This listing of Soldotna Community Schools classes beginning this week serves as a reminder for preregistered participants. Most classes require preregistration and prepayment. If you did NOT preregister, please call the Soldotna Community Schools office, at 262-6768, to check on cancellations and confirm your attendance. Details about each class can be found in the Fall-Winter 2001 Soldotna Community Schools brochure, which is available at Soldotna and Kenai public libraries, the city of Soldotna and the Kenai Peninsula Borough School District.

Photo feature: Breaking for light
Gary Richardson watches light skip across the tops of waves in Homer at sunset Saturday. "I wanted to see the sun," Richardson said.

Ask a Trooper
Question: I am building my own house and will be bringing a lot of pipes and lumber home from the lumberyard in my pickup. How long can my load be before I will get a ticket?

Senior Briefs
Activities available for our local seniors

Senior Lunch Menus
What's on the menu for our area seniors

Weir wins Tour Championship in sudden death
HOUSTON -- Mike Weir holed a 5-foot birdie putt to win the Tour Championship on the first hole of a four-man playoff Sunday, giving the Canadian his first victory of the season.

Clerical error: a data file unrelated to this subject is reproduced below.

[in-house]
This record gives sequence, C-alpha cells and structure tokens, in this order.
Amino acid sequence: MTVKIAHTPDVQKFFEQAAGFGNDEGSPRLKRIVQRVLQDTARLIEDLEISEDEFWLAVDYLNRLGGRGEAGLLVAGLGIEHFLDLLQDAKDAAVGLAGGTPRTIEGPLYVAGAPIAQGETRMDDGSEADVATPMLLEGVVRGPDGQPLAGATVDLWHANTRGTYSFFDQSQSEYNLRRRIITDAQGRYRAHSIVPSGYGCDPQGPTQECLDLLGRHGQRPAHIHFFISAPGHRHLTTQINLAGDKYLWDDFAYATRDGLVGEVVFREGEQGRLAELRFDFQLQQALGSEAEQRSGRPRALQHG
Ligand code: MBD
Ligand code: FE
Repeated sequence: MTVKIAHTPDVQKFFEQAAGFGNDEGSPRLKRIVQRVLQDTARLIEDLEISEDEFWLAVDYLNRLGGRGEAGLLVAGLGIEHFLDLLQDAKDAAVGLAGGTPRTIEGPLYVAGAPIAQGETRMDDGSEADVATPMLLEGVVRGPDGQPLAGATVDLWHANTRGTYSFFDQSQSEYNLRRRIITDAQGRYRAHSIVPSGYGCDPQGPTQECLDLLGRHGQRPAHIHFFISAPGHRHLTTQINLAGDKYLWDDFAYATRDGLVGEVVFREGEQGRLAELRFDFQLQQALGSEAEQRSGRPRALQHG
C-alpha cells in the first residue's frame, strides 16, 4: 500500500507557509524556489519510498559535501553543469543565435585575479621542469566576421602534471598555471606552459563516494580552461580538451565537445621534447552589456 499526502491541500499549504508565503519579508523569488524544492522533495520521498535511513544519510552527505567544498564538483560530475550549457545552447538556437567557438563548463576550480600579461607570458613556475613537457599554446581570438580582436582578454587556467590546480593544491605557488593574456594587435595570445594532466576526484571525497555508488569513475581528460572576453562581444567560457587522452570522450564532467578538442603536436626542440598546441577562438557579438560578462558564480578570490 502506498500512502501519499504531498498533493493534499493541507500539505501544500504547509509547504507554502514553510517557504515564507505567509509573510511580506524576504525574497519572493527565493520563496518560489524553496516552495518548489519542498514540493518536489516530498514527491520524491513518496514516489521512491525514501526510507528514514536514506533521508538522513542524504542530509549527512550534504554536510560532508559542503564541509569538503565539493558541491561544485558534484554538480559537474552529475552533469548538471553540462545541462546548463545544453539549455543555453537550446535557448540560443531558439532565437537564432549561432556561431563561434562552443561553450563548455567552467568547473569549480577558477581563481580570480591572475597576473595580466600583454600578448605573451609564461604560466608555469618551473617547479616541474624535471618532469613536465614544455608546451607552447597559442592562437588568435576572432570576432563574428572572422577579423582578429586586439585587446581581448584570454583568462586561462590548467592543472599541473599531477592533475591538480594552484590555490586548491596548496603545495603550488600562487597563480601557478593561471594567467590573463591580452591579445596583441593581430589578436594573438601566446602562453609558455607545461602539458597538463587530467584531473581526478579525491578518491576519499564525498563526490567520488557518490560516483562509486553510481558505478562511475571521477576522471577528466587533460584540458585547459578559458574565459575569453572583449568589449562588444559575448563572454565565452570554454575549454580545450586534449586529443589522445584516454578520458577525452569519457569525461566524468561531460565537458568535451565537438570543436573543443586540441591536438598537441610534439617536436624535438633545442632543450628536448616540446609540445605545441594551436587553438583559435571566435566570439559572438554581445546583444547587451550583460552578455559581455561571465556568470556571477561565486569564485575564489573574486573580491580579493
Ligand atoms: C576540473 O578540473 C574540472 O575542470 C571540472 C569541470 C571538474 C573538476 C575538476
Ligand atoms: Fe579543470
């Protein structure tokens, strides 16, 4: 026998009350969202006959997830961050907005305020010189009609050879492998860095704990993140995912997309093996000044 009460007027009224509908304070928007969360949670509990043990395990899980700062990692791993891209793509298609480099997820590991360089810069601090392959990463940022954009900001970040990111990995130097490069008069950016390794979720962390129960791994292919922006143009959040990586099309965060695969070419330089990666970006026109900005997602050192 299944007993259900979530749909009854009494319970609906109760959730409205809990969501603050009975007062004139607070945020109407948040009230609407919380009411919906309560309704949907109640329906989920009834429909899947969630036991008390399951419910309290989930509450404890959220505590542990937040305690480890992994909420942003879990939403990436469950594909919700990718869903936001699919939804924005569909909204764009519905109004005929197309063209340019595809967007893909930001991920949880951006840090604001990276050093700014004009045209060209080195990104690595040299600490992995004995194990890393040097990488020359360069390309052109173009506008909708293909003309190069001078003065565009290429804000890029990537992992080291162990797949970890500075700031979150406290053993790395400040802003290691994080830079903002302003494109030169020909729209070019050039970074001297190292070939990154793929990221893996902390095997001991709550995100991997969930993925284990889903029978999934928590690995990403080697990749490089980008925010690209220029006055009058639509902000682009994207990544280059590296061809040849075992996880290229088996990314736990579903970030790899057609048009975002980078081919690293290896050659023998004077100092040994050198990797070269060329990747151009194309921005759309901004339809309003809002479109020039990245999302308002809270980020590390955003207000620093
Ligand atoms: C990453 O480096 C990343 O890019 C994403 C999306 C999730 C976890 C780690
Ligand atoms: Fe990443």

Davenport drops out, Williams triumphant
MUNICH, Germany -- Lindsay Davenport's joy at ending the year at No. 1 was short-lived.

Pack barely beats Bucs in Battle of the Bays
GREEN BAY, Wis. -- Brett Favre now has a 10-0 home record against the Buccaneers after Green Bay's victory.

Matson takes small steps to big things
It's the little things that make the difference for Ninilchik senior John Matson, both on and off the wrestling mat.

Miami moves to No. 2
Even with a win over lowly Temple, Miami moved into national title territory in the Bowl Championship Series standings.

Sports Briefs
Clippers' Odom suspended for drug violationCharge against Irvin dismissedChargers' Dwight has collapsed lungNearly 40 million watch Game 7

Sonics boom Magic
ORLANDO, Fla. -- Rashard Lewis had career-highs of 36 points and 19 rebounds, and Gary Payton scored 32 points as the Seattle SuperSonics defeated the Orlando Magic 123-119 in double overtime on Monday night.

Broncos' blows get resilient Raiders angry, not injured
OAKLAND, Calif. -- After Rich Gannon got clobbered, he took a long time getting back to the Oakland Raiders' sideline. Jon Gruden looked into his quarterback's eyes for a flicker of recognition. Instead of confusion, Gruden saw anger.

Peninsula caribou herds to be tracked by satellite
Biologists will have a better idea of the range different Kenai Peninsula caribou herds call home after fitting some with data logging devices linked to satellites.

Goose population decline stumps scientists
ANCHORAGE (AP) -- Biologists in charge of goose-reduction programs in Anchorage said they don't know why the Canada goose population declined so much this summer.

Toklat pack accepts wolf
FAIRBANKS (AP) -- A wolf that was moved from its home range east of Fairbanks six months ago has roamed about 200 miles and joined the most famous wolf pack in the world.